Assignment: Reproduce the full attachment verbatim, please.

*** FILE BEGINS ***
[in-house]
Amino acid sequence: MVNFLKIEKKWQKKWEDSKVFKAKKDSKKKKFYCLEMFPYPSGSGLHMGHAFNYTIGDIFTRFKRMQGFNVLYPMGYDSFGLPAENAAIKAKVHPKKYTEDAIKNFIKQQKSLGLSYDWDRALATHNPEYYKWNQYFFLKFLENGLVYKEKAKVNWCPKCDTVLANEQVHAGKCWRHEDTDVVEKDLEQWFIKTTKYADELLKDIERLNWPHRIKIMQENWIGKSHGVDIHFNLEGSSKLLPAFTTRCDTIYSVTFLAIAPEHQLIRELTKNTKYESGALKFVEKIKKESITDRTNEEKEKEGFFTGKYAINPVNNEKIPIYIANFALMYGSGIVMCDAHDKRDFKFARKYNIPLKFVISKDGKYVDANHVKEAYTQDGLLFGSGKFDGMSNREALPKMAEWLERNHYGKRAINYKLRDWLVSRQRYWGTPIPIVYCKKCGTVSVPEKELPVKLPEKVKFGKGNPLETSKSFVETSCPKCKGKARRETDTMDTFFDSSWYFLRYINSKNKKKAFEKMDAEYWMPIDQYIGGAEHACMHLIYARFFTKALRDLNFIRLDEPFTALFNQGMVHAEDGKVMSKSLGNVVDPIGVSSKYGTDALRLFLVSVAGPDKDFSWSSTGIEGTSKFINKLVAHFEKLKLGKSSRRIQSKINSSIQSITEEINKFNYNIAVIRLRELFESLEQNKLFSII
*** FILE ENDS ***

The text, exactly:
[in-house]
Amino acid sequence: MVNFLKIEKKWQKKWEDSKVFKAKKDSKKKKFYCLEMFPYPSGSGLHMGHAFNYTIGDIFTRFKRMQGFNVLYPMGYDSFGLPAENAAIKAKVHPKKYTEDAIKNFIKQQKSLGLSYDWDRALATHNPEYYKWNQYFFLKFLENGLVYKEKAKVNWCPKCDTVLANEQVHAGKCWRHEDTDVVEKDLEQWFIKTTKYADELLKDIERLNWPHRIKIMQENWIGKSHGVDIHFNLEGSSKLLPAFTTRCDTIYSVTFLAIAPEHQLIRELTKNTKYESGALKFVEKIKKESITDRTNEEKEKEGFFTGKYAINPVNNEKIPIYIANFALMYGSGIVMCDAHDKRDFKFARKYNIPLKFVISKDGKYVDANHVKEAYTQDGLLFGSGKFDGMSNREALPKMAEWLERNHYGKRAINYKLRDWLVSRQRYWGTPIPIVYCKKCGTVSVPEKELPVKLPEKVKFGKGNPLETSKSFVETSCPKCKGKARRETDTMDTFFDSSWYFLRYINSKNKKKAFEKMDAEYWMPIDQYIGGAEHACMHLIYARFFTKALRDLNFIRLDEPFTALFNQGMVHAEDGKVMSKSLGNVVDPIGVSSKYGTDALRLFLVSVAGPDKDFSWSSTGIEGTSKFINKLVAHFEKLKLGKSSRRIQSKINSSIQSITEEINKFNYNIAVIRLRELFESLEQNKLFSII